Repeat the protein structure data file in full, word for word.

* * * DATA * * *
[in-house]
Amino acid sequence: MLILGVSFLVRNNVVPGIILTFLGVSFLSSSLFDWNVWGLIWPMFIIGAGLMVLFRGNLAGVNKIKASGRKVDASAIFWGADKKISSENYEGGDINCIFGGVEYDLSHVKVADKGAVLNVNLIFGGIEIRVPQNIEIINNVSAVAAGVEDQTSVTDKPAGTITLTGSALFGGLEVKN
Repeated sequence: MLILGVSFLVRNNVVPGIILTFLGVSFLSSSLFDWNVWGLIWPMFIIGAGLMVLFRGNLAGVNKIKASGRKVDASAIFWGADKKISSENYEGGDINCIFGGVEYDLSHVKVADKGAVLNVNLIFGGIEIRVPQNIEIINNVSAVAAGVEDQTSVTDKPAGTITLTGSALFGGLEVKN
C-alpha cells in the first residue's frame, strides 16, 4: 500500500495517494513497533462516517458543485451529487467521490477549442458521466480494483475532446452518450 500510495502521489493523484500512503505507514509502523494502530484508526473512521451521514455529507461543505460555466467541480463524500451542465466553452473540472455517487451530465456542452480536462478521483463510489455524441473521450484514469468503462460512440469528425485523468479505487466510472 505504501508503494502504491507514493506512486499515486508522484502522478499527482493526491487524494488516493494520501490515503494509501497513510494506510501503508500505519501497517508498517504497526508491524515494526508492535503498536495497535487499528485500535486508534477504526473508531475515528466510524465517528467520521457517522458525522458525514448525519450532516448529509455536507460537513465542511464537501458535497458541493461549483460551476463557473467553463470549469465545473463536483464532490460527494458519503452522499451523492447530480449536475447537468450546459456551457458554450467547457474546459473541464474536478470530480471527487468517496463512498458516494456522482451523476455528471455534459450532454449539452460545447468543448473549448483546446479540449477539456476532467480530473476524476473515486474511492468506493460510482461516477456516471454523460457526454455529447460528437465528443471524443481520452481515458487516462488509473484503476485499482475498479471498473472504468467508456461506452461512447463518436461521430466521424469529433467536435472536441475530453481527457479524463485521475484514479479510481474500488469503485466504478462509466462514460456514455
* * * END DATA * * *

[in-house]
Amino acid sequence: MLILGVSFLVRNNVVPGIILTFLGVSFLSSSLFDWNVWGLIWPMFIIGAGLMVLFRGNLAGVNKIKASGRKVDASAIFWGADKKISSENYEGGDINCIFGGVEYDLSHVKVADKGAVLNVNLIFGGIEIRVPQNIEIINNVSAVAAGVEDQTSVTDKPAGTITLTGSALFGGLEVKN
Repeated sequence: MLILGVSFLVRNNVVPGIILTFLGVSFLSSSLFDWNVWGLIWPMFIIGAGLMVLFRGNLAGVNKIKASGRKVDASAIFWGADKKISSENYEGGDINCIFGGVEYDLSHVKVADKGAVLNVNLIFGGIEIRVPQNIEIINNVSAVAAGVEDQTSVTDKPAGTITLTGSALFGGLEVKN
C-alpha cells in the first residue's frame, strides 16, 4: 500500500495517494513497533462516517458543485451529487467521490477549442458521466480494483475532446452518450 500510495502521489493523484500512503505507514509502523494502530484508526473512521451521514455529507461543505460555466467541480463524500451542465466553452473540472455517487451530465456542452480536462478521483463510489455524441473521450484514469468503462460512440469528425485523468479505487466510472 505504501508503494502504491507514493506512486499515486508522484502522478499527482493526491487524494488516493494520501490515503494509501497513510494506510501503508500505519501497517508498517504497526508491524515494526508492535503498536495497535487499528485500535486508534477504526473508531475515528466510524465517528467520521457517522458525522458525514448525519450532516448529509455536507460537513465542511464537501458535497458541493461549483460551476463557473467553463470549469465545473463536483464532490460527494458519503452522499451523492447530480449536475447537468450546459456551457458554450467547457474546459473541464474536478470530480471527487468517496463512498458516494456522482451523476455528471455534459450532454449539452460545447468543448473549448483546446479540449477539456476532467480530473476524476473515486474511492468506493460510482461516477456516471454523460457526454455529447460528437465528443471524443481520452481515458487516462488509473484503476485499482475498479471498473472504468467508456461506452461512447463518436461521430466521424469529433467536435472536441475530453481527457479524463485521475484514479479510481474500488469503485466504478462509466462514460456514455